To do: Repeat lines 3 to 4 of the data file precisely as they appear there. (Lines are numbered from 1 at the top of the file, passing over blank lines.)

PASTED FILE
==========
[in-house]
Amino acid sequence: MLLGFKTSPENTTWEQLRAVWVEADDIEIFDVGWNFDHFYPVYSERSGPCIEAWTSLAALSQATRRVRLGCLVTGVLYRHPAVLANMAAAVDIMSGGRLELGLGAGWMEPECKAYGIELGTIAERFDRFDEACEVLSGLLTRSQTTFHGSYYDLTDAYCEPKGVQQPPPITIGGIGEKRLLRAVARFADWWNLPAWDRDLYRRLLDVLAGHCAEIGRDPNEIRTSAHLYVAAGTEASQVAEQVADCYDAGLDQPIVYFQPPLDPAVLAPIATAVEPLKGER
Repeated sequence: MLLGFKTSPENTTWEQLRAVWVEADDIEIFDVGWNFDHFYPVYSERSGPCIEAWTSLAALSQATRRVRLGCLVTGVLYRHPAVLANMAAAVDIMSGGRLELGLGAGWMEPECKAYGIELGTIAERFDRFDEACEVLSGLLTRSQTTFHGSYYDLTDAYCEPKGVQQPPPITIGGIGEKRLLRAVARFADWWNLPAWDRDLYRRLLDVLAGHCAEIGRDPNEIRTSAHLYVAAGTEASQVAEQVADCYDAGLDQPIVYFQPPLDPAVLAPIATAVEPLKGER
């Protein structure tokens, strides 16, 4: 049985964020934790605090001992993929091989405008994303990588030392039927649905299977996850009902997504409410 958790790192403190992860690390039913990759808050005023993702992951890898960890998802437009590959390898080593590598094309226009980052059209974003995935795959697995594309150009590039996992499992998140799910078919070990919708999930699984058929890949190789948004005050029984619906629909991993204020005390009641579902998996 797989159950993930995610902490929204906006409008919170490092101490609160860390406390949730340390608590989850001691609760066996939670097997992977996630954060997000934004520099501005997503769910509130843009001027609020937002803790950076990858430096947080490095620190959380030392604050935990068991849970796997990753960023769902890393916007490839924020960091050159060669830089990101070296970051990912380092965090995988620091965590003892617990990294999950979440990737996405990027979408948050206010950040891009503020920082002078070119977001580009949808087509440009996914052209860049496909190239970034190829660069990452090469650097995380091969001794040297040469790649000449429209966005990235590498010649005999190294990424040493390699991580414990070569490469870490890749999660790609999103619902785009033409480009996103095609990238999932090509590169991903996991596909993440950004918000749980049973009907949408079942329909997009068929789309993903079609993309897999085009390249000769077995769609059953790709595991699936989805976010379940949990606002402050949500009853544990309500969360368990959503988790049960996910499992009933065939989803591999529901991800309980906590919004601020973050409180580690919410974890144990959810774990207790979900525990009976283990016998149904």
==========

Repeated sequence: MLLGFKTSPENTTWEQLRAVWVEADDIEIFDVGWNFDHFYPVYSERSGPCIEAWTSLAALSQATRRVRLGCLVTGVLYRHPAVLANMAAAVDIMSGGRLELGLGAGWMEPECKAYGIELGTIAERFDRFDEACEVLSGLLTRSQTTFHGSYYDLTDAYCEPKGVQQPPPITIGGIGEKRLLRAVARFADWWNLPAWDRDLYRRLLDVLAGHCAEIGRDPNEIRTSAHLYVAAGTEASQVAEQVADCYDAGLDQPIVYFQPPLDPAVLAPIATAVEPLKGER
């Protein structure tokens, strides 16, 4: 049985964020934790605090001992993929091989405008994303990588030392039927649905299977996850009902997504409410 958790790192403190992860690390039913990759808050005023993702992951890898960890998802437009590959390898080593590598094309226009980052059209974003995935795959697995594309150009590039996992499992998140799910078919070990919708999930699984058929890949190789948004005050029984619906629909991993204020005390009641579902998996 797989159950993930995610902490929204906006409008919170490092101490609160860390406390949730340390608590989850001691609760066996939670097997992977996630954060997000934004520099501005997503769910509130843009001027609020937002803790950076990858430096947080490095620190959380030392604050935990068991849970796997990753960023769902890393916007490839924020960091050159060669830089990101070296970051990912380092965090995988620091965590003892617990990294999950979440990737996405990027979408948050206010950040891009503020920082002078070119977001580009949808087509440009996914052209860049496909190239970034190829660069990452090469650097995380091969001794040297040469790649000449429209966005990235590498010649005999190294990424040493390699991580414990070569490469870490890749999660790609999103619902785009033409480009996103095609990238999932090509590169991903996991596909993440950004918000749980049973009907949408079942329909997009068929789309993903079609993309897999085009390249000769077995769609059953790709595991699936989805976010379940949990606002402050949500009853544990309500969360368990959503988790049960996910499992009933065939989803591999529901991800309980906590919004601020973050409180580690919410974890144990959810774990207790979900525990009976283990016998149904």